Tip #3 – Using Positive Reinforcement
You’ve probably heard it a million times, but by using some type of positive reinforcement, it will help tremendously well in the process of training your puppy. Treats are a huge motivator when it comes to house training a puppy, because they know that if they pay attention and do well, they’ll receive a yummy treat for it. Not only does it make them pay attention more if you’re holding a bag of treats in your hand, but they will soon correlate the objective of what you are trying to teach them, with the treats. So, in other words, they know that if they do the action correctly, they’ve receive praise and a reward. If they don’t do the action the way you’ve been training them, hopefully they’ll put two and two together, and realize that it’s not correct, and they won’t receive a treat. Another form of positive reinforcement that you could try (if you don’t want to keep going through bags of treats daily) is by using toys and playtime. If you start to keep a schedule of training times during the day, set aside time for playtime or bonding time with your puppy as well. Soon, they’ll realize that if they act well and work with you on the house training, that they’ll get playtime with you afterwards.
You can use positive reinforcement while boundary training your dog by testing them on the daily. For example, pretend that you are leaving for ten minutes, and leave a gate open to where your puppy knows they are not allowed to cross through, but have full freedom to because nobody is home. Come back, and see if your puppy is trustworthy. If they have crossed through to the forbidden area, give them a stern “no” and a time-out in their kennel. If they have stayed in their area, give him/her a treat and let them know they did a good job. If you apply this technique daily, they’ll start to figure that if they are bad, they’ll have to go into their kennel for a while, but if they listen they’ll get a yummy snack.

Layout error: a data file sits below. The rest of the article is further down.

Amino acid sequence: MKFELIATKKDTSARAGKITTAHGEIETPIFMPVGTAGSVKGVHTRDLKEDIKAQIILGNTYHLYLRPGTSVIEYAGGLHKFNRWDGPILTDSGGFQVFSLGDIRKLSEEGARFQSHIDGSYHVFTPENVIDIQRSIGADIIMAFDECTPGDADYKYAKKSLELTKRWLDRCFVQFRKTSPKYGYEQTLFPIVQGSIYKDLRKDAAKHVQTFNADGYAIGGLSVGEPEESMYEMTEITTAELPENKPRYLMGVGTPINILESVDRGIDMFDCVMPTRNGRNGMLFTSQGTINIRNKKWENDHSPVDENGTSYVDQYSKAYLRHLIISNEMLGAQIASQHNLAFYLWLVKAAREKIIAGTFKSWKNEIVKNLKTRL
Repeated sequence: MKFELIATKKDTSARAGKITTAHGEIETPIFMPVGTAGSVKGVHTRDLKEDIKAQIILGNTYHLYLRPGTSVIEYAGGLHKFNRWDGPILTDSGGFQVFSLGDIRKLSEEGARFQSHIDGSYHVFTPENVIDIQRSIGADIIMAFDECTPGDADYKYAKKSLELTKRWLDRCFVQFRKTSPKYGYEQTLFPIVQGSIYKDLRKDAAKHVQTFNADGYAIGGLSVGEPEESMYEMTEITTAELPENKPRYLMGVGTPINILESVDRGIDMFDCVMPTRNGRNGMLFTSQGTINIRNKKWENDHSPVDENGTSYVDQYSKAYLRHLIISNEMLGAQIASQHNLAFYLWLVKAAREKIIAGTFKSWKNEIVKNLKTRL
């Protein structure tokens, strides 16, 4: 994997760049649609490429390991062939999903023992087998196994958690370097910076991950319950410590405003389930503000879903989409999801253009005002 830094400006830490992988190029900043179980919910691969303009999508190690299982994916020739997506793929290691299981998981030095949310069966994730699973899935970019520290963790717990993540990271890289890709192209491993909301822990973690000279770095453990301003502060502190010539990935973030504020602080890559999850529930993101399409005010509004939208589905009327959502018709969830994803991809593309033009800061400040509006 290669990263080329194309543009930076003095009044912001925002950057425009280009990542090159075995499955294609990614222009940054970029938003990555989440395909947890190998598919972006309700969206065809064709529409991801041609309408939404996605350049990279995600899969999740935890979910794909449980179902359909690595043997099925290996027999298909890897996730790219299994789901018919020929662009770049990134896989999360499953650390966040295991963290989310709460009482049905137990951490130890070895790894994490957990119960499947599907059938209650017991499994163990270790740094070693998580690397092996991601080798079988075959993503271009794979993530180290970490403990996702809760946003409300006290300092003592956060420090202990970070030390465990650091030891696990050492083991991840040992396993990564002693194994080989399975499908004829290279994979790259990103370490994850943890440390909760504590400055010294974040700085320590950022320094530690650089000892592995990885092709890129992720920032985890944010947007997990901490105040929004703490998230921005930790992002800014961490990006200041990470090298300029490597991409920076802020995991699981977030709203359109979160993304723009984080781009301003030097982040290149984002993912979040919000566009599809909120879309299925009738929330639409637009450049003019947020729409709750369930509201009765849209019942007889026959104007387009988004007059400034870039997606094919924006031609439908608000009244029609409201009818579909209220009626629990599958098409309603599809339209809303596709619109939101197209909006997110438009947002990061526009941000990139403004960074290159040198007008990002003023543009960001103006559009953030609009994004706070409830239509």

These are probably the most important tidbits of information that you’ll need. Start the dog boundary training process as soon as possible, and stick to your guns when enforcing the rules. Never give in to their cute little puppy grins, because they will try to use them against you. Use different types of positive reinforcement to encourage them to learn at a quicker rate, and as a form of reward for exceptional behavior. Create barriers and obstacles to deter them from not listening and getting out of their designated areas. Always make time to spend with them, and love them unconditionally. If you work hard to create a strong bond, there will be more of a connection between the two of you, and that’ll make the training process more enjoyable for both of you. Training can be fun, so make it fun! Use toys, treats, playtime, and whatever it takes to keep your puppy’s head in the game, and your patience on an acceptable level.